by Katie McCune, JVA Consulting
April 11 marked the beginning of JVA’s eighth Executive Director Academy (EDA). As part of the academy, JVA convened local nonprofit leaders in a “Genius Bar” to share their insight and experiences. Panelists included Alyssa Kopf of Community Shares of Colorado, Kay Ramachandran of Urban Peak, Kevin Shipley of Second Wind Fund of Metro Denver and Meg Allen of the Denver Coalition for Integration. Kevin and Meg were both past EDA participants.
JVA’s Janine Vanderburg facilitated a discussion among the Genius Bar panelists on questions ranging from how to recruit a “dream board” to how to get the board and staff on board for major changes. The panelists’ diverse experiences provided some really interesting insight.
Here are their thoughts on how to recruit a dream board member:
When asked about how to recruit for the perfect board, Alyssa started the discussion with a great metaphor, “Like the saying goes in Hawaii that you never turn your back to the ocean, you never turn your back on your board.” Calling board recruitment both and art and a science, she went on to say that it is essential for the executive director to know what their organization needs out of their board members and to lay these expectations out in the very beginning. She recommends utilizing matrices for the board outlining the life experiences of board members (e.g., military background, being a single parent), in addition to their skill sets. “You also have to keep an open mind” about what someone might be able to bring to the table.
Everyone stressed how important it is to be intentional about who you want and need on the board, and to deliberately identify on an ongoing basis the particular skills and expertise the organization will need to meet its future needs.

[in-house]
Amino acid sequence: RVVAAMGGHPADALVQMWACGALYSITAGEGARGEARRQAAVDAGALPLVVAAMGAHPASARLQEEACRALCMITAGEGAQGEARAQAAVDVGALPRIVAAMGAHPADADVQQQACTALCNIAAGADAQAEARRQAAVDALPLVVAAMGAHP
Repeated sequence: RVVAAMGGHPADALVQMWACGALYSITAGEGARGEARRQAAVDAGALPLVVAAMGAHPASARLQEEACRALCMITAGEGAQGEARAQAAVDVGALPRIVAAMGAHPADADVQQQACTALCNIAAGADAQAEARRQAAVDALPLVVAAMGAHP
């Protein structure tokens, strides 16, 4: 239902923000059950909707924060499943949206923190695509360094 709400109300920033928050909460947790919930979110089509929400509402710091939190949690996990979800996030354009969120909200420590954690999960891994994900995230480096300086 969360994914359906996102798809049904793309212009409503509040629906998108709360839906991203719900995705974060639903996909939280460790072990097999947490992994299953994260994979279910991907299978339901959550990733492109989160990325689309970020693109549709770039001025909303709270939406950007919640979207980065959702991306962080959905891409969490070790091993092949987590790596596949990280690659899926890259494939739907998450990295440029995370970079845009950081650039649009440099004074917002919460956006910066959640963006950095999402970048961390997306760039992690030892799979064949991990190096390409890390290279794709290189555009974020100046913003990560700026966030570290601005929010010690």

Meg and Kevin echoed the importance of being upfront in recruitment and said that an executive director should never downplay the commitment of being a board member for fear of scaring off a potential member, and said it’s better to steer them away before a commitment is made. Kay added this is especially important with regards to the board chair because, “there is nothing scarier than a scary chair.”
Meg and Alyssa also emphasized the importance of always developing board members. Meg suggested having potential board members serve as committee members, volunteers, etc. before asking them to be on the board to see if they are a good fit for the organization. Similarly, Alyssa shared that she believes people should be involved with an organization for at least two years before becoming a board member, and shared her secret to a great board: She always has a list of prospective board members in a pipeline. Above all, everybody stressed the importance of finding board members that are passionate about the organization, who want to be on the board and who are willing to “roll up their sleeves.”
We will be posting more about what our panel had to say throughout the week.
To learn more about EDA and JVA’s other trainings visit http://www.jvaconsulting.com/index.php?s=16.